John Barnes: No one thought 'model pro' Gareth Southgate would become a manager

Former England international gives his views on the current manager, how that role has changed over the years, and why World Cup expectations should be tempered

John Barnes believes England should be aiming to reach the 2022 World Cup semi-finals. Antonie Robertson / The National
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For a time in his playing days, he was known as “Model”, as in “model professional”.

Latterly, Gary Neville has termed him “England’s greatest asset” because of the job he has done as manager.

Overseeing the most successful period for England’s men's national team since 1966 means Gareth Southgate is afforded no shortage of respect.

Semi-finalists at the last World Cup. European Championships finalists three years later. And a campaign ripe with possibilities in Qatar to follow at the end of this year.

So did Southgate always appear destined for such high achievement? Not so, according to John Barnes, his former England squad-mate.

“Gazza [Paul Gascoigne] would say he was boring,” Barnes said of Southgate. “Calling him model pro wasn’t a good thing, because he wasn’t out with the rest of the lads.

“Now it would be like, ‘Look at him, he’s a model pro, isn’t he good?’ Back then, it was like, ‘Flippin’ hell, Gareth, let’s go out.’

“Back then, you wouldn’t have thought Gareth would go on to be a manager. You wouldn’t look at him and think, because he’s a model pro he’d make a good manager.

“Even managers who were great managers back then went out with the lads. Kenny Dalglish was one of the lads, and he won the double. Because times have changed, Gareth is a typically modern manager.”

The international careers of Barnes and Southgate overlapped briefly. The former was phased out of the reckoning just as Southgate was building towards his fateful Euro 96 campaign.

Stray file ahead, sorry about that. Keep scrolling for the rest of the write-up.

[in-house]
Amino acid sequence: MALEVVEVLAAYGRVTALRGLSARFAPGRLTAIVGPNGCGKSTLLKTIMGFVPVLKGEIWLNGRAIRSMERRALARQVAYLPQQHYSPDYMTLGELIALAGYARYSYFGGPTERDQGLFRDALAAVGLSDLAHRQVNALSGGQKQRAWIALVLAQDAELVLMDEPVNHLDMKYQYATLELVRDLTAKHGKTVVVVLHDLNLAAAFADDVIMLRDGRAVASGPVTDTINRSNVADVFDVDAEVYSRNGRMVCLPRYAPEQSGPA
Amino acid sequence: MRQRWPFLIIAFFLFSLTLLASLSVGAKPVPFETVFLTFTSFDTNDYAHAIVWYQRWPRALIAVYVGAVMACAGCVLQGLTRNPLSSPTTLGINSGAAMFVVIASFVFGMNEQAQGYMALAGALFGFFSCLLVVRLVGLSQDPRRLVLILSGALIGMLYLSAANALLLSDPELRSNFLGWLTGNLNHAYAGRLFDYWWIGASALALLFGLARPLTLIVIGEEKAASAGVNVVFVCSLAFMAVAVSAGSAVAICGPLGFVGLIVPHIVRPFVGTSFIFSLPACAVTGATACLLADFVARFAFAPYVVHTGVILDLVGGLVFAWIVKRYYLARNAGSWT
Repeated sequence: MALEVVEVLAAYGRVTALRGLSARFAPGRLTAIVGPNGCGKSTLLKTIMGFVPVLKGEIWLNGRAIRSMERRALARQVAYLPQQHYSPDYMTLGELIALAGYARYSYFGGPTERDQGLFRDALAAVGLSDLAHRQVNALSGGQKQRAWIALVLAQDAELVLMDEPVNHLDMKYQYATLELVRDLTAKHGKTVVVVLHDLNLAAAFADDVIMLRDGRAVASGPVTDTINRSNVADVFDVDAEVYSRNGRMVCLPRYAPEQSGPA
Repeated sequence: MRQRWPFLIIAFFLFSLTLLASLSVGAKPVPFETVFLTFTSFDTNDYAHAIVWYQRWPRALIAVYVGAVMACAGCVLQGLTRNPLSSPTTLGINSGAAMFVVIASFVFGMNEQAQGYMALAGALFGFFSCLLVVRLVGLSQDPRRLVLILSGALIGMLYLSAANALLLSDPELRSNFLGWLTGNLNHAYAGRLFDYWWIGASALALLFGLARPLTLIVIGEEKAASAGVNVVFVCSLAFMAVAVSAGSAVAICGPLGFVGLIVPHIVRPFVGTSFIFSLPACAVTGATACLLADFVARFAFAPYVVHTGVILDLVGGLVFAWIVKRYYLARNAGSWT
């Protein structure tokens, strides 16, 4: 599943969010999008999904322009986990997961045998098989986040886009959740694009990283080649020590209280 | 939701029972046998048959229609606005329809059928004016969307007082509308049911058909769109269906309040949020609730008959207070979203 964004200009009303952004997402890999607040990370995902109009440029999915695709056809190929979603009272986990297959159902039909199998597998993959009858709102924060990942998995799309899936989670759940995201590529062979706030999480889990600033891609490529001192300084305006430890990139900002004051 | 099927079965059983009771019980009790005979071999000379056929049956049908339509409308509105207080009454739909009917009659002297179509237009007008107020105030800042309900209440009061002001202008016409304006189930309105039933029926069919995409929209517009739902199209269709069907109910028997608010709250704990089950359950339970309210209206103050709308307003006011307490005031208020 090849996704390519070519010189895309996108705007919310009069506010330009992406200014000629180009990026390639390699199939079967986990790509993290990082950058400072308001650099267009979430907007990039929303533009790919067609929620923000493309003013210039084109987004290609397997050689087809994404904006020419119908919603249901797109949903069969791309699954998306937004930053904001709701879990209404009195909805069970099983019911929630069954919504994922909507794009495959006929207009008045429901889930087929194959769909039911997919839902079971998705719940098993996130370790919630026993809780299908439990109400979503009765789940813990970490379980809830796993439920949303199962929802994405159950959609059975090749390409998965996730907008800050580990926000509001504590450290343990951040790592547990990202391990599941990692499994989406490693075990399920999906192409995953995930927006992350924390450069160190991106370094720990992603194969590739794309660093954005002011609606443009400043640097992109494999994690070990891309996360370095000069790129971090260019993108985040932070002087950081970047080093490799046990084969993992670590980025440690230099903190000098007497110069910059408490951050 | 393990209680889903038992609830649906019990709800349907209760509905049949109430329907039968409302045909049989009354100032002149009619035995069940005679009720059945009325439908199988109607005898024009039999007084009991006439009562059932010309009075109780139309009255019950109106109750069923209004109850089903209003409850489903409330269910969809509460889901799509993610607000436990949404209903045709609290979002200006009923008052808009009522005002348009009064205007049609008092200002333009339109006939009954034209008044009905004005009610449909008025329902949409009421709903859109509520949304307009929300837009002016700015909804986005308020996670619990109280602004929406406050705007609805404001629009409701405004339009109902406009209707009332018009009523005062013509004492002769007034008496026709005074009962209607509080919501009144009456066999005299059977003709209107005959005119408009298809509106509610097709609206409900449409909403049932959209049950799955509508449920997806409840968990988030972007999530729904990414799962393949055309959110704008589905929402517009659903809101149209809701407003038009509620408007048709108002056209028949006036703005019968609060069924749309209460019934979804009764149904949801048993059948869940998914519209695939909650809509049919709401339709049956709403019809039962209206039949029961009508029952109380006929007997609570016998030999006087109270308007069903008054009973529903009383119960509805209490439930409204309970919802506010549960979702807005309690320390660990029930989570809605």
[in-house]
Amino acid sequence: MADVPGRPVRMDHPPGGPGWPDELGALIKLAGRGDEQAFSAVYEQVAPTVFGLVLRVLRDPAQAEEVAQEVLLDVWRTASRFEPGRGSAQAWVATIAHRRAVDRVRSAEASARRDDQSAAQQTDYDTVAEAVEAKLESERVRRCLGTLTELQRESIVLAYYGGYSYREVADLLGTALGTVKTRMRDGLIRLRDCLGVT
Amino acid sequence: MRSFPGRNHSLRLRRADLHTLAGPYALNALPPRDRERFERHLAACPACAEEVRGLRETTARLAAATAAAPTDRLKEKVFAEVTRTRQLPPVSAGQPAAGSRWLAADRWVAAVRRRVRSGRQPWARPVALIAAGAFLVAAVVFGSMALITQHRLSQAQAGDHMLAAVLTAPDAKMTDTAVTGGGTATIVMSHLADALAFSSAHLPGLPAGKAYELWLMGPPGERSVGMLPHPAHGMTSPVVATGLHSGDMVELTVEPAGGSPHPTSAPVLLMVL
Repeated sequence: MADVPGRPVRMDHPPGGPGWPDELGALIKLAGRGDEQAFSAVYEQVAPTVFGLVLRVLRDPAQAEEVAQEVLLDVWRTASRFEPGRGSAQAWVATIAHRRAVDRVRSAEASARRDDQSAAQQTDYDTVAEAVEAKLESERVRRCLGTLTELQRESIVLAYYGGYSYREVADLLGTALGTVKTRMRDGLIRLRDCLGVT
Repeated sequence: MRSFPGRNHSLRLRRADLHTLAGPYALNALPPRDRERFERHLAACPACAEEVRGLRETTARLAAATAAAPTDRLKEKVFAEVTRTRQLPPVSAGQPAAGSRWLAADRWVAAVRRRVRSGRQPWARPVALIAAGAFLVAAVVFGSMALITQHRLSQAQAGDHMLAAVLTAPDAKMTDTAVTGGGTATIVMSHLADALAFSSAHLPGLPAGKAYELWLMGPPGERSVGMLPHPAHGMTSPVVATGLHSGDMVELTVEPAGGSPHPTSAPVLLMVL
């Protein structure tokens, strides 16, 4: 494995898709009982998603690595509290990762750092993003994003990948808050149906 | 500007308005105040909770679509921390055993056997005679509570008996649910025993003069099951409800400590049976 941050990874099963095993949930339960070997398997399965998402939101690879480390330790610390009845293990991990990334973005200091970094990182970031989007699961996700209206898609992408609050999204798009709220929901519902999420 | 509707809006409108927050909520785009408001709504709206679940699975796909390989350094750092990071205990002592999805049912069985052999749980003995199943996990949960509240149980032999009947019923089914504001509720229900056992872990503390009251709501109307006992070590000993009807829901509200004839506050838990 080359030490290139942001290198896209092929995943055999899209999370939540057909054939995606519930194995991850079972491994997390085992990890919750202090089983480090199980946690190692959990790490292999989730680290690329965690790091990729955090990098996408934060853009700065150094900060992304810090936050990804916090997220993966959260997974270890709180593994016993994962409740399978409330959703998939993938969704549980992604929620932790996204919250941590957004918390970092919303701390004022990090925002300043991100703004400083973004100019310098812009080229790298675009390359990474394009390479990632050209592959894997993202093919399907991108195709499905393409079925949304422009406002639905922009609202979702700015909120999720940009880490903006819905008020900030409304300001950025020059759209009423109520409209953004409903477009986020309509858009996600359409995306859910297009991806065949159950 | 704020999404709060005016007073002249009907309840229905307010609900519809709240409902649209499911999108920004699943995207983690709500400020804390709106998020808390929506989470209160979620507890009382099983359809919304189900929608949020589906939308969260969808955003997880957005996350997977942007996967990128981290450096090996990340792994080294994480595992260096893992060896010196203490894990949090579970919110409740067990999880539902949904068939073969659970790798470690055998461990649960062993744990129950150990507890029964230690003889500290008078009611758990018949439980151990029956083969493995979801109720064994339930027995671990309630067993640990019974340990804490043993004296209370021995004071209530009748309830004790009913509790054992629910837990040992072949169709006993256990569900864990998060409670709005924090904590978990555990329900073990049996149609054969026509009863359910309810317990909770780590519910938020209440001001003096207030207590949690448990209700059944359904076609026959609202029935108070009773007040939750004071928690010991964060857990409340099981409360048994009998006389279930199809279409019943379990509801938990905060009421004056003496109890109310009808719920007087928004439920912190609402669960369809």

He is unlike any of the managers Barnes played under in his own illustrious 79-cap career, according to the former Liverpool star. Barnes reckons Southgate’s great feat has been in maximising the potential of the players available to him.

“He understands what players need,” said Barnes, who was speaking at the Premier Inn in Barsha Heights in Dubai in his role promoting the hotel chain.

“He doesn’t shout and scream. He couldn’t have been a manager back then because that is what you had to do. It is how you got results. You managed out of fear. Terry Venables was the first who didn’t manage out of fear, in terms of saying, ‘You do what I say.’

“Modern managers have to bring the players along with them rather than beating them over the head saying, ‘You do what I say.’”

Barnes points out that the football landscape in which Southgate now operates is a world away from that which he started out his own career.

The idea of pandering to multimillionaire players back then would have been anathema to the likes of Graham Taylor, his club boss at Watford who was later his national team’s manager, too.

Gareth Southgate led England to the 2018 World Cup semi-finals and Euro 2020 final. PA

“Graham Taylor took Watford from the fourth division to the first,” Barnes said. “When we finished second to Liverpool in our first year in the first division, 75 per cent of the players had come from the fourth division.

“He could inspire a group of players to come together. He didn’t like superstars in the team. He couldn’t handle Gazza and people like that, because he believed that everybody was the same, and had to be part of the team.

“When you are with England, there are different characters. You have superstar players who maybe you feel, or the public feel, are more important than the lesser players. With Graham Taylor, you wouldn’t have that.

“When I played for England, and Luther Blissett and I were the only two internationals, I would come back to Watford during the week and the experienced substitute centre back who had played for the club in the fourth division was more important than me.

1984:  John Barnes of England starts a run on the goal during the international match against Brazil played at the Maracana Stadium in Rio de Janeiro, Brazil. England won the match 2-0. \ Mandatory Credit: David  Cannon/Allsport

“I couldn’t say anything. I would have to be subservient to them. We understood the experienced players are more important. Yes, you are playing for England, but you are no more important than Steve Sims, who played all his career and Watford and was never going to play for England. That is the way I was brought up.”

England return to action on Friday when they face Italy in the Nations League, a competition in which their recent struggles have taken some of the sheen from Southgate’s work. Barnes, though, retains faith.

“Why should England win [the World Cup] when we are not the best in the world?” Barnes said. “What we should do is maximise our potential. We should be getting to the semi-finals at least.

“Then we could go on to win it, but to go on to say it is a disappointment if we don’t is wrong because we have to respect the other teams who are in it. You can’t ask any more of Gareth.”

Updated: September 28, 2022, 8:33 AM